The new programs abroad don't have specific revenue targets, Jain insists. Instead, he's looking to develop a more comprehensive global strategy. "We want to make sure that we get all the right inputs so that we undertake the right journey," he says. "If we want to make our education really global, then the curriculum that we teach should also be very global."
Toward a Better World
The five-year-old Global Social Venture Competition, which began at the Haas School of Business of the University of California, Berkeley, and is now run in conjunction with Columbia Business School, London Business School, and the Goldman Sachs Foundation, wrapped up on Apr. 16 in London.
Judges named four winning teams from among 129 entries in the contest for business plans that would help make the world a better place. The victors, each of which included at least one MBA student, split $100,000 in cash and travel prizes.
The winner in the so-called medium-growth category was an Oakland venture called Schools for Community Empowerment, run by a six-person team of Stanford University and Berkeley students, and a management consultant to nonprofits with a Harvard MBA, among others. The venture aims to create a pilot public high school that incorporates a community center -- including a library, gym, and media center -- in an effort to revitalize the deindustrialized neighborhoods of East Oakland.
With its $25,000 in winnings the team will set up administrative and fund-raising offices, says Eric DeMeulenaere, director of East Oakland Community Center & High School, the School for Community Empowerment's pilot project. The prize, he says, will enable the group to "continue to raise the $1.2 million startup funding that we need over the course of the next eight years."
Each of the four finalists presented and defended its business plan to a panel of seven judges, all experts in the interaction between social and environmental issues and business. The judges pressed the teams about the long-term potential of such ventures as well as their potential financial projections.
The other three winners were from the Rotterdam Schools of Management, which proposed creating a ventured called Eco-Friendly Environmental Products (EFAP) to make organic fertilizer; from Cornell University, which proposed an alternative-fuels project; and from Columbia Business School and the New School University, which proposed a real estate venture to redevelop urban neighborhoods.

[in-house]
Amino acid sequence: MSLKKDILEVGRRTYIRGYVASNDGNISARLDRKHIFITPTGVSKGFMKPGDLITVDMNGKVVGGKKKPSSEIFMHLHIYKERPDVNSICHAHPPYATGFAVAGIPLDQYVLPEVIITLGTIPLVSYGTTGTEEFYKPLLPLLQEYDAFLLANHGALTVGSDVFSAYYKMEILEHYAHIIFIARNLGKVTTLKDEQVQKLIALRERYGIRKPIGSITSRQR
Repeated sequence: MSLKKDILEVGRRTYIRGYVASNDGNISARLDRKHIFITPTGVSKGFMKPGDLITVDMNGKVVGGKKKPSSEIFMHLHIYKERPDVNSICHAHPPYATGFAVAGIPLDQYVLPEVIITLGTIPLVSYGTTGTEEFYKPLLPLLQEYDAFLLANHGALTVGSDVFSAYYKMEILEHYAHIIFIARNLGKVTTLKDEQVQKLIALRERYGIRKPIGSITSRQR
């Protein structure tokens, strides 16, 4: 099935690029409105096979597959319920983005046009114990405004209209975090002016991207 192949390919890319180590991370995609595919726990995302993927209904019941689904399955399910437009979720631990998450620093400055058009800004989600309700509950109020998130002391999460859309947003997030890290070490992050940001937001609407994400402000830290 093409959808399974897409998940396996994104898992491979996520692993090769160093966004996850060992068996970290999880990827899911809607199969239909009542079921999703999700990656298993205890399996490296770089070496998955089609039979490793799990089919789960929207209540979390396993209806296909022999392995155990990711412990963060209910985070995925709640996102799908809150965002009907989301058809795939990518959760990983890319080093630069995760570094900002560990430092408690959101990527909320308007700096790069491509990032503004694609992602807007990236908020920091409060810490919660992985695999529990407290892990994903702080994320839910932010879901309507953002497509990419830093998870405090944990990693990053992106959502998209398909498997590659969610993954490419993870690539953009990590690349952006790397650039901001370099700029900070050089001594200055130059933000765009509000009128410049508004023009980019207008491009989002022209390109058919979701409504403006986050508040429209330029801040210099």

The Career Fair Goes Global -- Virtually
Seven top U.S. schools turned to the Net from Apr. 14 to Apr. 16 to show off 791 MBAs who had registered with the MBA7 Global Career Forum to touch base with 28 recruiters in Asia, Europe, and Latin America. The companies were seeking candidates for 62 jobs.
Chicago Graduate School of Business, Massachusetts Institute of Technology's Sloan School, Kellogg Graduate School of Management, Columbia Business School, Harvard Business School, Stanford Graduate School of Business, and The Wharton School pitched in to support the effort to entice companies to check out students who want to work outside the U.S. after graduation.
Companies such as Banco Bilbao, Viscaya Argentaria, Royal Dutch-Shell, World Economic Forum, and L'Oreal each paid 1,000 euros to go online to answer questions from students in chat rooms and to present their job opportunities. To take the next step, companies could interview students on the phone, online, or via videoconference.
The idea was to "give our MBAs access to a group of companies that don't come on campus, in many cases because distance makes it prohibitive for them," says Julie Morton, associate dean for MBA career services at the Chicago Graduate School of Business. To prep her students, Morton held sessions on how a virtual career fair differs from traditional career fairs, including lessons on chat room etiquette.
It will take some time to gauge the fair's success for the students, but some schools hope to hold another one in the future. Jackie Wilbur, director of career management at the Sloan School, says the fair worked in showing the MBAs that the schools are comfortable with "coopetition." Notes Wilbur: "We cooperate, but we compete, too," adding that for the first time the seven schools have created a joint database that allows all their graduates of the schools to see which foreign companies hired students in the past.
Isidro Villarreal, a 28-year-old, second-year Columbia MBA from Mexico, used the fair to make contacts in Latin America and Europe, regions he says aren't well represented when recruiters come to campus. "It's very efficient," he says. "You have the chance to look at many companies and positions in a short period of time." That may not be as good as a face-to-face meeting, he concedes, but "this is a good start."